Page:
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Public Statements

Letter to Postmaster General Patrick Donahoe, Unites States Postal Service

Letter

By:
Date:
Location: Washington, DC

After hearing concerns from the Blue Springs community, U.S. Senator Claire McCaskill is questioning the Postal Service about their decision to make changes to two local postal facilities without gathering public input beforehand.

In a letter to Postmaster General Patrick Donahoe, McCaskill relayed the concerns constituents expressed regarding a recent Postal Service decision to close and sell the post office located on 11th Street in downtown Blue Springs and move the operations to the Blue Springs Carrier Annex. McCaskill raised particular concern with the potential impact closure of the 11th Street facility could have on the ongoing Blue Springs downtown revitalization effort.

McCaskill emphasized the need to incorporate local residents in the decision-making process, even as the Postal Service looks to reduce costs, asking the Postal Service to not proceed with any changes in Blue Springs until after public input was sought and considered.

"Strong and vibrant communities, anchored by the local post office, can provide many benefits, including a stronger bottom line for the Postal Service," McCaskill wrote. "Increasing transparency and opportunities for public input in Postal Service decisions will benefit the decision-making process. I am disappointed that the Postal Service made the decision to close the 11th Street post office without first obtaining input from the public."

A member of the Senate Homeland Security and Governmental Affairs Committee, the committee responsible for oversight of the Postal Service, McCaskill helped lead the fight for passage of S. 1789, the 21st Century Postal Service Act, bipartisan postal reform legislation passed by the Senate in April that will put the Postal Service on a path toward financial viability. The legislation, which U.S. House leaders have refused to consider even as the Postal Service's financial condition continues to deteriorate, will preserve jobs, help small businesses, and maintain services for Missouri families.

Read a copy of McCaskill's letter below:

August 29th, 2012

Postmaster General Patrick Donahoe
Unites States Postal Service
475 L'Enfant Plaza
Washington, DC 20260

Dear Mr. Donahoe:

It has recently come to my attention that the United States Postal Service has approved plans to move the operations of the Blue Springs 64015 post office, located at 200 NW 11th Street in downtown Blue Springs, to the Blue Springs Carrier Annex, located approximately one mile away at 500 SW South Avenue, 64014. It is my understanding that Blue Springs Carrier Annex will be renovated to include retail and P.O. box services, and that the property owned by the Postal Service at 200 NW 11th Street will be sold.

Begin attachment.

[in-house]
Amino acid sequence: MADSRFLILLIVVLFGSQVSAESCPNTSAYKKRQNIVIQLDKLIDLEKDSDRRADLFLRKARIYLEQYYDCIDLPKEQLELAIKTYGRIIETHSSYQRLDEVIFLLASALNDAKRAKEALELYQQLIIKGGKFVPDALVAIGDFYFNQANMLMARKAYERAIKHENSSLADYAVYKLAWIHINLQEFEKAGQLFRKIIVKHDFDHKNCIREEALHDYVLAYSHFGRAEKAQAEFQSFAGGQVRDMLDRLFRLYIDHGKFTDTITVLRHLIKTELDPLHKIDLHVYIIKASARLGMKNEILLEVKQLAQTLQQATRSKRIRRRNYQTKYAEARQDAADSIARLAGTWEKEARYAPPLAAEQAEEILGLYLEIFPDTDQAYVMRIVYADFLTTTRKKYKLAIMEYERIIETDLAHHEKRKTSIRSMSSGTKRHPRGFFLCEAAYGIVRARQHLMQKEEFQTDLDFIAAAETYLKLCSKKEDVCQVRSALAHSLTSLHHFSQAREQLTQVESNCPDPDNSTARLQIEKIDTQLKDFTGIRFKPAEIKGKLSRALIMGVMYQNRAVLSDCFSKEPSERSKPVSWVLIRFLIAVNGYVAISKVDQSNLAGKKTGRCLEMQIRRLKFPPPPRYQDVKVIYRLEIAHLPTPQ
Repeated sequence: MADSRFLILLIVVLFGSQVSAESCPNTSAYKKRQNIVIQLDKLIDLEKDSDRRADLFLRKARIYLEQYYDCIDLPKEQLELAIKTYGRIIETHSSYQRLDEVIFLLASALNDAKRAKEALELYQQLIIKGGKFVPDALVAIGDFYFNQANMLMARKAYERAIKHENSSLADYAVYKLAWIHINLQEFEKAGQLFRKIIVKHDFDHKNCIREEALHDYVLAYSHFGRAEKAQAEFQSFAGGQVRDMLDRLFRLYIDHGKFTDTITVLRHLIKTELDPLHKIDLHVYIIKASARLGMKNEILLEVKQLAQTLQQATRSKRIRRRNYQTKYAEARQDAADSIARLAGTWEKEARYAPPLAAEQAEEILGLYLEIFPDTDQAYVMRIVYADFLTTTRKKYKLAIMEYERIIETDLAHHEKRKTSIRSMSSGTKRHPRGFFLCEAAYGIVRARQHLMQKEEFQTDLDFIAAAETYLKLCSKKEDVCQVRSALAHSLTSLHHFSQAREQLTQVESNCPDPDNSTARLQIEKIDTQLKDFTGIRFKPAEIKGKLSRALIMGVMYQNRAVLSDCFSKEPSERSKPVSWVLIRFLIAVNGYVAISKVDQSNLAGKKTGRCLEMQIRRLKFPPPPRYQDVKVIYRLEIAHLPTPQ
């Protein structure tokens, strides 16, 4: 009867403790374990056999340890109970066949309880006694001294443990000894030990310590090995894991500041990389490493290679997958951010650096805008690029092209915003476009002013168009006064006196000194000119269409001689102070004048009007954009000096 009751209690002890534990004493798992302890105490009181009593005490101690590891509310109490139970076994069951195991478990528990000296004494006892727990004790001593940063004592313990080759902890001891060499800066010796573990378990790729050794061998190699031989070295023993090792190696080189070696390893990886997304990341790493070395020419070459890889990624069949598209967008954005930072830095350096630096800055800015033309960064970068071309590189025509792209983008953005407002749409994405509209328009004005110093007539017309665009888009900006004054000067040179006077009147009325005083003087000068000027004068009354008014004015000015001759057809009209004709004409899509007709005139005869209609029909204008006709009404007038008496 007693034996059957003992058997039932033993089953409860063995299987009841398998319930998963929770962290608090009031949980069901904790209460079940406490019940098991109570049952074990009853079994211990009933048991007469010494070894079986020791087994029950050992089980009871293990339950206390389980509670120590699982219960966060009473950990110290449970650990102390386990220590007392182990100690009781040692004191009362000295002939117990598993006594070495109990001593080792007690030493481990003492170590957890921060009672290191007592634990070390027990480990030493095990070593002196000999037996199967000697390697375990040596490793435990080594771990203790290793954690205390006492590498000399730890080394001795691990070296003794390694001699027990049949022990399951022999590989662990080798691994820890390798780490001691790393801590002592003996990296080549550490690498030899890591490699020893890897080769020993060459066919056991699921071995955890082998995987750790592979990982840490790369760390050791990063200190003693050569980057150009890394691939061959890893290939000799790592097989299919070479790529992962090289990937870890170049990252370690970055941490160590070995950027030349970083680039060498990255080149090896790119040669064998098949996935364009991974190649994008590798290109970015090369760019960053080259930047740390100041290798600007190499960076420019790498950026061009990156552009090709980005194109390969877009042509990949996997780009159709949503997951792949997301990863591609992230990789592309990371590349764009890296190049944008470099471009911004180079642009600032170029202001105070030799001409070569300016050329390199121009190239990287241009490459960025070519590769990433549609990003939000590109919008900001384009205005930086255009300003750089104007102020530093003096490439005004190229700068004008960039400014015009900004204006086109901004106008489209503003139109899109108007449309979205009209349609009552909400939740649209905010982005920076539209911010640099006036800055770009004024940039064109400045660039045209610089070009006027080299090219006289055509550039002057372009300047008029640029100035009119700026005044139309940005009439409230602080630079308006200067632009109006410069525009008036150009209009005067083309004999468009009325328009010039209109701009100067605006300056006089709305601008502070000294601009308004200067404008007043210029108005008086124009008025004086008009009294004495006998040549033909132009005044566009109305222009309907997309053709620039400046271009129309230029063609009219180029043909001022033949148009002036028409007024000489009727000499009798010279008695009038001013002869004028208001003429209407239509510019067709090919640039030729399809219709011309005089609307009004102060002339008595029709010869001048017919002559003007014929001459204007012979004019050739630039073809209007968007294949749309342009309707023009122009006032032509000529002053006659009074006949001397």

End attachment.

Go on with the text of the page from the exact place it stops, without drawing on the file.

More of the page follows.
Many of my constituents are expressing serious concern regarding the decision to close and sell the 11th Street post office. Additionally, they are also rightfully upset by the fact that the Postal Service made no attempt to obtain input from the local community before making this decision.

As a member of the Senate Homeland Security and Governmental Affairs Committee, I am familiar with the Postal Service's current financial struggles and urgent need to reduce costs. That is why I fought for passage of S. 1789, the 21st Century Postal Service Act, bipartisan legislation passed by the Senate in April that will put the Postal Service on a path toward financial viability.

However, as the Postal Service looks to reduce costs, it is essential that the concerns of local residents be incorporated into the decision-making process. The local post office provides fundamental social and economic benefits. In Blue Springs, where local leaders are continuing their efforts to revitalize downtown, my constituents have expressed serious concerns regarding the impact of closing the 11th Street post office. Strong and vibrant communities, anchored by the local post office, can provide many benefits, including a stronger bottom line for the Postal Service.

Increasing transparency and opportunities for public input in Postal Service decisions will benefit the decision-making process. I am disappointed that the Postal Service made the decision to close the 11th Street post office without first obtaining input from the public. I strongly urge the Postal Service to implement a full and transparent process to solicit and consider public input on the decision to close the 11th Street post office, before taking any steps to close this facility. Thank you for your prompt attention to this request.

Sincerely,

Claire McCaskill
United States Senator


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